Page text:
MR. REED: Mr. President, I am pleased this afternoon to recommend the Military Construction, Veterans Affairs, and related agencies division of this conference report to the Senate. This is an extremely important and time-sensitive funding measure, and I urge my colleagues to adopt it without delay as part of the Labor and Health and Human Services conference report and send it to the President to be signed into law.
I am particularly honored to be presenting this measure to the Senate on behalf of the chairman of the subcommittee, Senator Tim Johnson. We have worked closely throughout the entire appropriations process, and the Military Construction and Veterans Affairs provisions before the Senate today are the product of a thoroughly collaborative and a cooperative effort, but the leadership was provided by Senator Johnson. I appreciate Senator Johnson's graciousness in allowing me to offer this conference report on his behalf.
I would also like to thank the ranking member of our subcommittee, Senator Hutchison, for her excellent work and cooperation in developing this conference report and the chairman and ranking member of the full committee, Chairman Byrd and Senator Cochran, for their strong support and guidance in shepherding this legislation to the floor.
The Military Construction and Veterans Affairs conference report before the Senate today is fair, balanced, and a bipartisan piece of legislation that deserves the full support of the Senate.
The Military Construction and Veterans Affairs portion of this conference report is critically important to our Nation's military forces and to our veterans. It includes $64.7 billion in total discretionary funding--$3.7 billion over the President's budget request for the Department of Veterans Affairs. This level of funding includes $37.2 billion for veterans health care, a high-water mark in the history of the Department--the largest sum of money ever appropriated for veterans health care. Indeed, it is consistent with the independent budget the veterans organizations have proposed year after year. This is the first time we could match their goal with our appropriation. We have provided $2.6 billion more than the President requested for veterans health care and $373 million more than the veterans service organizations sought in the independent budget. We have, in fact, gone beyond what the independent veterans organizations have suggested in their budget. This level of funding is a clear demonstration of the importance this Congress places on the health and welfare of our Nation's veterans.
The funding included in this conference report supports a myriad of programs crucial to America's veterans, including funding the veterans hospitals, clinics, and veterans centers, as well as cutting-edge research into critical areas of health care such as traumatic brain injury and post-traumatic stress disorder. As a result of the asymmetric combat we are witnessing in Iraq and Afghanistan, this Nation is producing a new generation of veterans, and they have markedly different service-related injuries than were experienced in previous wars. Thankfully, more service men and women are surviving their war wounds, but many are surviving with catastrophic physical and mental injuries.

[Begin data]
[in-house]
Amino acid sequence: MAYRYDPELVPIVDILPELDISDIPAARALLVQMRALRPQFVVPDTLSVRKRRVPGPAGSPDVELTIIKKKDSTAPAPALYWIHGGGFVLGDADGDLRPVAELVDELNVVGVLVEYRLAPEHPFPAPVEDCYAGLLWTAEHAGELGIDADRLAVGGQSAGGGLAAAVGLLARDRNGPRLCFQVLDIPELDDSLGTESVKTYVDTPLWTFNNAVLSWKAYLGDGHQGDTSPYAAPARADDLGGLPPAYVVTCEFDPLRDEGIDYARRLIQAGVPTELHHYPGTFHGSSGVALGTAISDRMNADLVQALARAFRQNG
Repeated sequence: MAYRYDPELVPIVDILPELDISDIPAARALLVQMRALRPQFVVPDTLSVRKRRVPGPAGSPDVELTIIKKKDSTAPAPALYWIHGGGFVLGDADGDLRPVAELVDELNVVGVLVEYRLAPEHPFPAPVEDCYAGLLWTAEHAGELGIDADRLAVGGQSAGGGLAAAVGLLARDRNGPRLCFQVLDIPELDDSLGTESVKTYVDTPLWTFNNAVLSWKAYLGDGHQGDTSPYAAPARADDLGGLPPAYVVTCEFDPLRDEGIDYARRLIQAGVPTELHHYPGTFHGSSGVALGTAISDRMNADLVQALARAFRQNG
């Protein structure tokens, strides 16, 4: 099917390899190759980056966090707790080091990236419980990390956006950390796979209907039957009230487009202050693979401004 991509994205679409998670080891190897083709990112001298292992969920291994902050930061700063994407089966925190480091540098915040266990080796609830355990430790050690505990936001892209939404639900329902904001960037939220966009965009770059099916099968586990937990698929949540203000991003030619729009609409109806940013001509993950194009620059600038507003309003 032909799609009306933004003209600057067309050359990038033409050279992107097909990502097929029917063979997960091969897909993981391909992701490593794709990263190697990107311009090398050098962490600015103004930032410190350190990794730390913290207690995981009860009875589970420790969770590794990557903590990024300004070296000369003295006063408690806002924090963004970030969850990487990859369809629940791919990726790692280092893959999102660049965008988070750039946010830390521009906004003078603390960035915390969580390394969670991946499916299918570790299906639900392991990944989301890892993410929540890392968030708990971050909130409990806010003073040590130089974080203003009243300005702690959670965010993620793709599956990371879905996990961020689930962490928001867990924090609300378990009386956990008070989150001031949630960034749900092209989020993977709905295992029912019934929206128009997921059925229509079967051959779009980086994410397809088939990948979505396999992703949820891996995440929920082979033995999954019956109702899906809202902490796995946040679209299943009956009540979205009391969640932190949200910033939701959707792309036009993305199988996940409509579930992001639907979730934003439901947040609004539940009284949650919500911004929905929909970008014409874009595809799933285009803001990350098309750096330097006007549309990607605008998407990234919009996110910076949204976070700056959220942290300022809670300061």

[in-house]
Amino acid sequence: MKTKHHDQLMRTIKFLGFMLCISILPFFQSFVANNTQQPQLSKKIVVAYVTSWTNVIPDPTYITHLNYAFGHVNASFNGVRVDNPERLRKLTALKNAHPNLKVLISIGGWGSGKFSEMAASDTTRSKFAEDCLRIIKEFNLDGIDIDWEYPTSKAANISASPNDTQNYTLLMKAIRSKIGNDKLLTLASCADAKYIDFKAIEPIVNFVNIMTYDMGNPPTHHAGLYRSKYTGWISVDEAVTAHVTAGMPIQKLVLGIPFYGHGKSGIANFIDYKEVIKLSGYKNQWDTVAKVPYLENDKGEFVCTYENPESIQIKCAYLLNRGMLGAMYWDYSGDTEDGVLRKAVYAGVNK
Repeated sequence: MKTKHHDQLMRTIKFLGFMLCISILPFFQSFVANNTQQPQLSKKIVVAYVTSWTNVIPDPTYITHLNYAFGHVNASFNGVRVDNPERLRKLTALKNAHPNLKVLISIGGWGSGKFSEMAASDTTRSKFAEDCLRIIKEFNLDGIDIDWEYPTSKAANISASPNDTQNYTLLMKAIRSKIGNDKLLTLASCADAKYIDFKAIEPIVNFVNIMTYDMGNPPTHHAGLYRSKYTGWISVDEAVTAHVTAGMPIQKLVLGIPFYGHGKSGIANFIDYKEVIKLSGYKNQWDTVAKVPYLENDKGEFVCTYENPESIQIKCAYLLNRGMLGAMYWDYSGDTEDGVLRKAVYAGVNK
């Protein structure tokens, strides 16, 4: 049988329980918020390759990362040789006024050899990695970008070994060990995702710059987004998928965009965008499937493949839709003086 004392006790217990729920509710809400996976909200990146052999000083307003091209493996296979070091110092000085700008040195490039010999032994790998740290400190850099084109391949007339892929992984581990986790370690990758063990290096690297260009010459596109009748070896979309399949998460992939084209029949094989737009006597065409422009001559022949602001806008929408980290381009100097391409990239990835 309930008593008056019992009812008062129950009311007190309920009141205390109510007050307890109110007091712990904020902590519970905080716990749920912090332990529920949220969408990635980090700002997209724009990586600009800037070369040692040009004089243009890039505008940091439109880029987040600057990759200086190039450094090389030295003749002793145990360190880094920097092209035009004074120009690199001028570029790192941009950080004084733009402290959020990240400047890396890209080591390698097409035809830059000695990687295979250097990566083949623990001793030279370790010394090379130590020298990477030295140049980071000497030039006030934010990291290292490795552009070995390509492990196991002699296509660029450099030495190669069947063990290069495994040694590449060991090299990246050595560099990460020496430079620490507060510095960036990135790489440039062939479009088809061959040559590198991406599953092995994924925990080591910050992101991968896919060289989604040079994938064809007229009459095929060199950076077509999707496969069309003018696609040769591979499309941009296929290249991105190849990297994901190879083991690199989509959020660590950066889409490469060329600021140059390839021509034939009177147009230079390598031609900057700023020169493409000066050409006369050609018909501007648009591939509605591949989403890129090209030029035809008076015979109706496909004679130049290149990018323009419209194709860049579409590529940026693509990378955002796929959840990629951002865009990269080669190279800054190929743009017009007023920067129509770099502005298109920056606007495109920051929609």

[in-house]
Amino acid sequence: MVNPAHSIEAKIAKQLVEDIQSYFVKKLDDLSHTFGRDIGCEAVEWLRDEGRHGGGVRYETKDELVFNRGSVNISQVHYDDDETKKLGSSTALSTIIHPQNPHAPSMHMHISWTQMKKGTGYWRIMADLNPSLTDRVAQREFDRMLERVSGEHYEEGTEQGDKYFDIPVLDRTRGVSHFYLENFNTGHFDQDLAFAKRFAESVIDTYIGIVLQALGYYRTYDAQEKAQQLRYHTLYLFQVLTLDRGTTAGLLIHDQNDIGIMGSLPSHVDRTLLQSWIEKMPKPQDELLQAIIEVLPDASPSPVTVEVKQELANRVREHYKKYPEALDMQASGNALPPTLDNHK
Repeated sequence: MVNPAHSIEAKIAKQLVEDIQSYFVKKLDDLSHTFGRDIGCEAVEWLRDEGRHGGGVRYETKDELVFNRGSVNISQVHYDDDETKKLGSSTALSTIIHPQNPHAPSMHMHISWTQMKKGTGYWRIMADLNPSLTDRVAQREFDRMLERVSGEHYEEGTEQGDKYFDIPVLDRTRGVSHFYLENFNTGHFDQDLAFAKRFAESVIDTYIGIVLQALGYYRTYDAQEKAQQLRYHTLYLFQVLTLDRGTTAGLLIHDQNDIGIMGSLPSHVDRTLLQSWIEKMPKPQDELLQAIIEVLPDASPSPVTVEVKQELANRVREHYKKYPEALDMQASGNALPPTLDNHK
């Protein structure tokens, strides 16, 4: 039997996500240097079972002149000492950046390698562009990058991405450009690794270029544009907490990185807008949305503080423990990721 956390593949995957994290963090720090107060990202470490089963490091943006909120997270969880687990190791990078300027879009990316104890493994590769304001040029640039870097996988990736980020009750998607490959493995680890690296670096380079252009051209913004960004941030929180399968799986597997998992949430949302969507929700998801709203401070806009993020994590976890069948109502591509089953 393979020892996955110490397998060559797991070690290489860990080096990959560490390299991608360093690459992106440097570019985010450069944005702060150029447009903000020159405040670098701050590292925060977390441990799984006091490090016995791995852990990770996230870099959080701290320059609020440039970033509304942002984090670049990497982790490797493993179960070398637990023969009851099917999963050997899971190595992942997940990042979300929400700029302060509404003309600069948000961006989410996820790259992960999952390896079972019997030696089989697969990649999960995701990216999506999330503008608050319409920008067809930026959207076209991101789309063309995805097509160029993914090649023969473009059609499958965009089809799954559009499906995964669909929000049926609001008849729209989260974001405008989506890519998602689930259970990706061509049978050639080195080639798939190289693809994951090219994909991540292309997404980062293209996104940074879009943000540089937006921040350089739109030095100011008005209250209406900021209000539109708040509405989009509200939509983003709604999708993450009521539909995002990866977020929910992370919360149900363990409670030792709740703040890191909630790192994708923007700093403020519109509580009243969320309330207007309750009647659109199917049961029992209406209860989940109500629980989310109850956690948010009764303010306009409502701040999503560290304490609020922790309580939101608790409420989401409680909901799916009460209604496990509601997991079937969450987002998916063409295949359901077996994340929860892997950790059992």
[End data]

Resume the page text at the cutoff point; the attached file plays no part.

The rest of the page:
The nature of veterans health care for new veterans is changing dramatically, while the demand for short-term and long-term health care for veterans of previous wars is rapidly increasing as the veteran population ages. We have two currents rushing together: veterans of World War II and Korea who are now in their seventies and eighties requiring more care simply because of their age, and a new generation of veterans coming out of Afghanistan and Iraq, many of whom are sustaining neurological injuries such as traumatic brain injury or post-traumatic stress disorder. This other stream of veterans is flooding into our system, and we have to care for all of these veterans. That is why this legislation is particularly timely and particularly important.
All of the challenges to the Department of Veterans Affairs are enormous. The conference report before the Senate today addresses those challenges. With this funding, we are providing the resources for the Department to meet the needs of both aging veterans from yesterday's wars and emerging veterans from today's conflict.
The conference report also includes critically needed funding for military construction. It provides a total of $21.5 billion for military construction and an $8.4 billion increase over last year's funding level, with most of the increase directed toward implementing the 2005 Base Realignment and Closure Program.